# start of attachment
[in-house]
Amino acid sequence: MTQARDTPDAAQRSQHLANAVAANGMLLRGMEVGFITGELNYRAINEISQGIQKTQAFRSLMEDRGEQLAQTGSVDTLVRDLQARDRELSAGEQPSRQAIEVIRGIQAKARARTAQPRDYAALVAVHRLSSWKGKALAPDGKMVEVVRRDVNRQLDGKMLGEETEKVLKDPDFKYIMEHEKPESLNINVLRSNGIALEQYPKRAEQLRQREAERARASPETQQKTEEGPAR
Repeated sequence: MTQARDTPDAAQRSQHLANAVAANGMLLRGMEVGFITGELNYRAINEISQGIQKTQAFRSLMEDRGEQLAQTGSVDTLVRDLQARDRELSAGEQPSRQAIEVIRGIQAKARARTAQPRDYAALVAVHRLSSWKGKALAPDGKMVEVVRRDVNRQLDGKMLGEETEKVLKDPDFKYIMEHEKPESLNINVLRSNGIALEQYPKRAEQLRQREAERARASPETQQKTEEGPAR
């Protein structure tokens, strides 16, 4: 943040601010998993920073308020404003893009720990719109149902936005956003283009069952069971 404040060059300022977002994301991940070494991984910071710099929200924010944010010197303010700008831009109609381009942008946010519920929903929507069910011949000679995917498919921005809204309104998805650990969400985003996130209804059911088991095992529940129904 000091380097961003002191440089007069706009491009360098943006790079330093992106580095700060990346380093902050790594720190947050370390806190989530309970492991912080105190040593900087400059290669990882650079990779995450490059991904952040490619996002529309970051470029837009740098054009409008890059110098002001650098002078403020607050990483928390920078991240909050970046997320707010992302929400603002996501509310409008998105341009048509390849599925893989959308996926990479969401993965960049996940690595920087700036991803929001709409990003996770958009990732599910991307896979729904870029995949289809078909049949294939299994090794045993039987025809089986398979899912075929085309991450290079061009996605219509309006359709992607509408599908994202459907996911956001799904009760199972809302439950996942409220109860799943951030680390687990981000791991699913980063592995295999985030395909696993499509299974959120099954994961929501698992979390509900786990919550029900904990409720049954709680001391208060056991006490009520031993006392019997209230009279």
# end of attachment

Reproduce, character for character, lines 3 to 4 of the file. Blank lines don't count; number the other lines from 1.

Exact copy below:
Repeated sequence: MTQARDTPDAAQRSQHLANAVAANGMLLRGMEVGFITGELNYRAINEISQGIQKTQAFRSLMEDRGEQLAQTGSVDTLVRDLQARDRELSAGEQPSRQAIEVIRGIQAKARARTAQPRDYAALVAVHRLSSWKGKALAPDGKMVEVVRRDVNRQLDGKMLGEETEKVLKDPDFKYIMEHEKPESLNINVLRSNGIALEQYPKRAEQLRQREAERARASPETQQKTEEGPAR
């Protein structure tokens, strides 16, 4: 943040601010998993920073308020404003893009720990719109149902936005956003283009069952069971 404040060059300022977002994301991940070494991984910071710099929200924010944010010197303010700008831009109609381009942008946010519920929903929507069910011949000679995917498919921005809204309104998805650990969400985003996130209804059911088991095992529940129904 000091380097961003002191440089007069706009491009360098943006790079330093992106580095700060990346380093902050790594720190947050370390806190989530309970492991912080105190040593900087400059290669990882650079990779995450490059991904952040490619996002529309970051470029837009740098054009409008890059110098002001650098002078403020607050990483928390920078991240909050970046997320707010992302929400603002996501509310409008998105341009048509390849599925893989959308996926990479969401993965960049996940690595920087700036991803929001709409990003996770958009990732599910991307896979729904870029995949289809078909049949294939299994090794045993039987025809089986398979899912075929085309991450290079061009996605219509309006359709992607509408599908994202459907996911956001799904009760199972809302439950996942409220109860799943951030680390687990981000791991699913980063592995295999985030395909696993499509299974959120099954994961929501698992979390509900786990919550029900904990409720049954709680001391208060056991006490009520031993006392019997209230009279």